Dissecting the ‘new path’

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Dissecting the ‘new path’


Kim Byung-yeon
The author is an economics professor at Seoul National University.

North Korea has vowed to take a “new path” defying the U.S. strategy of forcing changes through heavy economic sanctions. North Korean leader Kim Jong-un flagged the possibility of abandoning the path of dialogue in a New Year’s address in 2019. A few months later, he came home empty-handed from summit talks with U.S. President Donald Trump in Hanoi, Vietnam. Washington thumbed its nose at his proposal of dismantling the Yongbyon nuclear complex in return for removal of sanctions. Humiliated, Pyongyang needed a different strategy to use with Washington. After indicating a change of direction last April, he unveiled an action plan at a year-end Workers’ Party convention.

The new strategy places the military in the offensive position, diplomacy in the midfield and the economy taking up defense. Its star player is a yet-to-be-revealed “new strategic weapon.” Although what that refers to is a mystery, Kim claimed its development is for “offensive” action to ensure the sovereignty and security of his state. Pyongyang is sending a message to Washington that it will be coming up with more powerful weapons if it does not hurry with some kind of compensation it can be happy with.

North Korea’s new strategy won’t work. Its biggest weakness is the economy, of course. Kim devoted half of his address to the party on the economy, stressing a battle for a “frontal breakthrough.” Kim pleaded for public confidence in self-reliance in the lengthy confrontation with the United States. But how that’s possible is unclear. He has chosen a near-sighted strategy for a long-term battle. Moreover, the strategy has not been coordinated with other players on the defense. Aid from China and Russia cannot take the place of long-term relief. There are neither strong tactics against powerful sanctions nor eligible players. Moreover, the coach is an amateur who has no knowledge of the basics of defense.

Although he envisions a lengthy battle, Kim’s economic governance has been all show. He praised cultural developments in the mountain regions and congratulated greenhouse farmers and spa construction. Although they were “gifts to the people to enjoy advanced civilization life,” they can hardly be regarded as meaningful achievements to a national economy. They are showpieces that cannot help people who worry about food for their families. Optimization of limited resources is essential for a prolonged battle, and yet Kim is running the economy with the opposite policy.

Defining the confrontation with the United States as a contest between self-reliance and international sanctions, or proclaiming a “frontal breakthrough” through maximization of manufacturing potential are nothing but propaganda. They are aimed at keeping up a bold face for the sake of national dignity. But the country’s thinning foreign exchange reserves show that Kim can not afford a protracted confrontation. The more Kim pushes his policy, the greater pressure will mount on state institutions to keep up their output targets. North Korea cannot reduce imports to keep up supplies of necessary consumer products for its people. Oil, equipment and parts must be smuggled in to produce heavy chemical goods. North Korea’s trade reliance already reached 52 percent in 2014 — just 8 percentage points off the global average. Forcing self-reliance on an economy dependent on external trade could be suicidal.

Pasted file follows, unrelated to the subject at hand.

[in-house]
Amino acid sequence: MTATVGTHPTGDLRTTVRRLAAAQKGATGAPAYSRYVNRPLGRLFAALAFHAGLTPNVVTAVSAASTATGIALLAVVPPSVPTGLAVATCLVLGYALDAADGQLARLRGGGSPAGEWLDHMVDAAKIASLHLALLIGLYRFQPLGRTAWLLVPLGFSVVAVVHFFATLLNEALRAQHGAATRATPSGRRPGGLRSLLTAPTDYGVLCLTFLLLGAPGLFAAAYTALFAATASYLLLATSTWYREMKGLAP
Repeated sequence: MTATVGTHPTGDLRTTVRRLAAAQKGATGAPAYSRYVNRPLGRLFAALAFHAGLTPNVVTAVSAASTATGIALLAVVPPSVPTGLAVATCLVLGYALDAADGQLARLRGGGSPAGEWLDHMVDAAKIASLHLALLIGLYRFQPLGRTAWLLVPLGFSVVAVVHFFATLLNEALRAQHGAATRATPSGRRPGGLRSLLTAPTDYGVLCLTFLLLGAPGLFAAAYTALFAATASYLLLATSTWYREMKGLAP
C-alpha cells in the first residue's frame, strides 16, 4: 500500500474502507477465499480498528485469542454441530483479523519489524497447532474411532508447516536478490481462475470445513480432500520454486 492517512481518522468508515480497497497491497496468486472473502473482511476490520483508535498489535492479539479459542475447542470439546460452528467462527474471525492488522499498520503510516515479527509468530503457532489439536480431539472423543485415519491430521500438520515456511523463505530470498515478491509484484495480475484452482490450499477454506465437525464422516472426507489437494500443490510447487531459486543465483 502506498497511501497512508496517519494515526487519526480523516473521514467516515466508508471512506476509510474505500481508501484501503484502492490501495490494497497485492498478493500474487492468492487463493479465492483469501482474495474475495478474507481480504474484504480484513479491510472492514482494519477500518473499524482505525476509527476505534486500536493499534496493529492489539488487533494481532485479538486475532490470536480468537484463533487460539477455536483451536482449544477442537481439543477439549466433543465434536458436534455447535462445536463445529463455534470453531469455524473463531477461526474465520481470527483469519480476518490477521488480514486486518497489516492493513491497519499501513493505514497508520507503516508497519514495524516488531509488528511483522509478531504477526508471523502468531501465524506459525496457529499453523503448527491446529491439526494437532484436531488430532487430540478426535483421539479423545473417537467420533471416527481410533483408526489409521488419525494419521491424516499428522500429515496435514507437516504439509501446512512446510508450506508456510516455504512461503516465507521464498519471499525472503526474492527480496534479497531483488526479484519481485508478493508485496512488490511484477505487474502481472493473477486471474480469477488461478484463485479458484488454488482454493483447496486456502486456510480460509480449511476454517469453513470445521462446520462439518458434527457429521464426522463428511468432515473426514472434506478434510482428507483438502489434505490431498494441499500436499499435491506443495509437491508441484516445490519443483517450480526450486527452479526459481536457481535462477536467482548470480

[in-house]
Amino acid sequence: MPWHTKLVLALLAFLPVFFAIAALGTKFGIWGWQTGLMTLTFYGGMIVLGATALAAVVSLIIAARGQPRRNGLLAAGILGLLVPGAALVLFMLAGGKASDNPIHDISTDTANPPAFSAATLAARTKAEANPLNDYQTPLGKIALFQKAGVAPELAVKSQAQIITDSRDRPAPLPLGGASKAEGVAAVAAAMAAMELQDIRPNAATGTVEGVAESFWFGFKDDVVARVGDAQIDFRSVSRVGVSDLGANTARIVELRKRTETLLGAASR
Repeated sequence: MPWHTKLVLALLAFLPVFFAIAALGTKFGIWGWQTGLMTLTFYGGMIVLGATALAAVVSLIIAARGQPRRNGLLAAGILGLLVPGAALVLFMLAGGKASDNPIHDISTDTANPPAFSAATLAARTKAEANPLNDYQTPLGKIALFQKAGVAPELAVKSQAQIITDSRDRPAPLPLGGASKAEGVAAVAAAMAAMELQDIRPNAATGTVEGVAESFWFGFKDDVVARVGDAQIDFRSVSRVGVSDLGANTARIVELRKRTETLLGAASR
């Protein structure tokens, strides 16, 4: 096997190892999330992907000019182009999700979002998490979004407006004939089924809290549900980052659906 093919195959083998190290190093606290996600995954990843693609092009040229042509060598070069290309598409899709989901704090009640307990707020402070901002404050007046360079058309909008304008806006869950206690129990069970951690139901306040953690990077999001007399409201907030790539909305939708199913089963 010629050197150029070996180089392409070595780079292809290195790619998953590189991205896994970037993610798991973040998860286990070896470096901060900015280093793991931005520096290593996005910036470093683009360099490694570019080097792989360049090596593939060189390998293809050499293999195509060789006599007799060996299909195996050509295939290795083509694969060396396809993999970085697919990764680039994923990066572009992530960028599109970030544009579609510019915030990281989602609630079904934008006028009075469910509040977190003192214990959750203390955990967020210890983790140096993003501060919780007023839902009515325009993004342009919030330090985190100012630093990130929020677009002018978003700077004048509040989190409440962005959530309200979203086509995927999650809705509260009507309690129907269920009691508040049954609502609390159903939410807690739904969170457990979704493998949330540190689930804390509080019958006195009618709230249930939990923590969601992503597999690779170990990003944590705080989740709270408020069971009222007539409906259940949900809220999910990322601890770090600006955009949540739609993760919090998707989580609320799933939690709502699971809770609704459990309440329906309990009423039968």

A policy lacking in consistency could put the fragile economy in greater danger. Kim was right in permitting community farming and socialist corporate responsibility that borrows some concepts from capitalism by enabling some rewards for production. The system allows the government to share profits with farmers and companies. But it could be wrecked under the new order to “strengthen national control and supervision.” The command on “manufacturing and creative” struggle is simply a return to the old state-controlled system that brought about the doom of socialist economy.

The new path is politically risky too. Kim cannot win people’s hearts. Kim has skipped his New Year’s address for the first time. He would have wanted to avoid telling his people to tighten their belts again when he vowed to make them never do so. Public complaints could surge if people are forced to endure greater suffering.

Kim’s new strategy can work if South Korea and the international community are deceived by North Korea to give up efforts to denuclearize North Korea. South Korea then would have to arm itself with nuclear weapons or live forever under the North Korean nuclear threat. The government must not stay idealistic about a so-called peace economy. It must intently work with the United States to keep North Korea on the denuclearization path.

Translation by the Korea JoongAng Daily staff.

JoongAng Ilbo, Jan. 8, Page 31
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